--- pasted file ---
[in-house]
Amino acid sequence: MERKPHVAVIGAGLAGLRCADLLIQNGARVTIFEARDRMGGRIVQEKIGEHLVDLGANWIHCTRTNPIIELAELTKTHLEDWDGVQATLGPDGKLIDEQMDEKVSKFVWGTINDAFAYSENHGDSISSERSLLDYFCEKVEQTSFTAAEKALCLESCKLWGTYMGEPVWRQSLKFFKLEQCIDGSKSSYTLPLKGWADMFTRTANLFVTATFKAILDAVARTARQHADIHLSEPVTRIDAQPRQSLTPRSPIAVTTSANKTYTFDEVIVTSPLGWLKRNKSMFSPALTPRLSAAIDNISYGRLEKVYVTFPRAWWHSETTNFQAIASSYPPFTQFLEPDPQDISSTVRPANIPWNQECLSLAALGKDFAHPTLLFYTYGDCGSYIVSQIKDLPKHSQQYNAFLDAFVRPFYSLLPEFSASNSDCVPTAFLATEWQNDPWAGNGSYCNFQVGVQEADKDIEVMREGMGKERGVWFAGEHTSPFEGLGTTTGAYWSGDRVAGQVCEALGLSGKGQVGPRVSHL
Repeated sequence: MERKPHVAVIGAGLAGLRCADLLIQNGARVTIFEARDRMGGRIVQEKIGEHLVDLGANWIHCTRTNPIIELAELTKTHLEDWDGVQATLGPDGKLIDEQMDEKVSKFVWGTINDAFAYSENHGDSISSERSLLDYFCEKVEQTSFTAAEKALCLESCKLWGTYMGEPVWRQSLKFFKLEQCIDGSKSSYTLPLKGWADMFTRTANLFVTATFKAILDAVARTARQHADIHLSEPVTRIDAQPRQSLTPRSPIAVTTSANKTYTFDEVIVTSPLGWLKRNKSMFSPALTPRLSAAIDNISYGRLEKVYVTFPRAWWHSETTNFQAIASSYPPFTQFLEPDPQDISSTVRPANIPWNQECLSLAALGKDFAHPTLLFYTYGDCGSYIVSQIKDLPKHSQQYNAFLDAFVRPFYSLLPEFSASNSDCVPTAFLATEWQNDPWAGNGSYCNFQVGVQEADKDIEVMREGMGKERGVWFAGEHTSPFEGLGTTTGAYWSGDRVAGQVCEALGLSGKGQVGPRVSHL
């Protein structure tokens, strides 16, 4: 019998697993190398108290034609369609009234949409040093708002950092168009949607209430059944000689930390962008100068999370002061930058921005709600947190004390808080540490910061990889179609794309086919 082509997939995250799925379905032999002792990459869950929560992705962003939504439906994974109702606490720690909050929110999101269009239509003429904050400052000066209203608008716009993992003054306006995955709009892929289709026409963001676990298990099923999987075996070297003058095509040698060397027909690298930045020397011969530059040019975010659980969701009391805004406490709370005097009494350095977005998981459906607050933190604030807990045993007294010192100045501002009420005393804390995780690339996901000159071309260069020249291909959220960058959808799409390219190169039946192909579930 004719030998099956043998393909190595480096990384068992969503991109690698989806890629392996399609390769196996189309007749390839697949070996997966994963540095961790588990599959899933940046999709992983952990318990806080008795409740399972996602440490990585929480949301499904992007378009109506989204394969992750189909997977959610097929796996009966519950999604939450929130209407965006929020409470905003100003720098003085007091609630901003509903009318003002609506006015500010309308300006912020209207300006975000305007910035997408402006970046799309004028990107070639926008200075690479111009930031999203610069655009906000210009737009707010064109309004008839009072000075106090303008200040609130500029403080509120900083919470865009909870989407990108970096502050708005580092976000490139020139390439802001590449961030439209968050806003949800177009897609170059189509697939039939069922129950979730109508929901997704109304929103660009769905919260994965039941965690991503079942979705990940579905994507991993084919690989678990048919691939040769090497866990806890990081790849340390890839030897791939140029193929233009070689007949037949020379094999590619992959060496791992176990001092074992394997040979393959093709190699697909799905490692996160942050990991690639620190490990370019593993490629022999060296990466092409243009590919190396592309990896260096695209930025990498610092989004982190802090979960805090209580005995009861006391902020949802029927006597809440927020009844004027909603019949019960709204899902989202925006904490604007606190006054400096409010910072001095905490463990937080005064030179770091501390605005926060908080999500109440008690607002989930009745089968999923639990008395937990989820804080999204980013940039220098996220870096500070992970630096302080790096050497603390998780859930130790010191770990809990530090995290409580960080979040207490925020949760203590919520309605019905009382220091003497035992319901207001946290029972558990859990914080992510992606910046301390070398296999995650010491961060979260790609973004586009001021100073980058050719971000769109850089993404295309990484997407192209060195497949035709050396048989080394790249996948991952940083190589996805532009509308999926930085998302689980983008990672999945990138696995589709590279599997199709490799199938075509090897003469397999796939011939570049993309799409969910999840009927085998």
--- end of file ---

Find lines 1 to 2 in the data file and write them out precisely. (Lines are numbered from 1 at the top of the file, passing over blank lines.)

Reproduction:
[in-house]
Amino acid sequence: MERKPHVAVIGAGLAGLRCADLLIQNGARVTIFEARDRMGGRIVQEKIGEHLVDLGANWIHCTRTNPIIELAELTKTHLEDWDGVQATLGPDGKLIDEQMDEKVSKFVWGTINDAFAYSENHGDSISSERSLLDYFCEKVEQTSFTAAEKALCLESCKLWGTYMGEPVWRQSLKFFKLEQCIDGSKSSYTLPLKGWADMFTRTANLFVTATFKAILDAVARTARQHADIHLSEPVTRIDAQPRQSLTPRSPIAVTTSANKTYTFDEVIVTSPLGWLKRNKSMFSPALTPRLSAAIDNISYGRLEKVYVTFPRAWWHSETTNFQAIASSYPPFTQFLEPDPQDISSTVRPANIPWNQECLSLAALGKDFAHPTLLFYTYGDCGSYIVSQIKDLPKHSQQYNAFLDAFVRPFYSLLPEFSASNSDCVPTAFLATEWQNDPWAGNGSYCNFQVGVQEADKDIEVMREGMGKERGVWFAGEHTSPFEGLGTTTGAYWSGDRVAGQVCEALGLSGKGQVGPRVSHL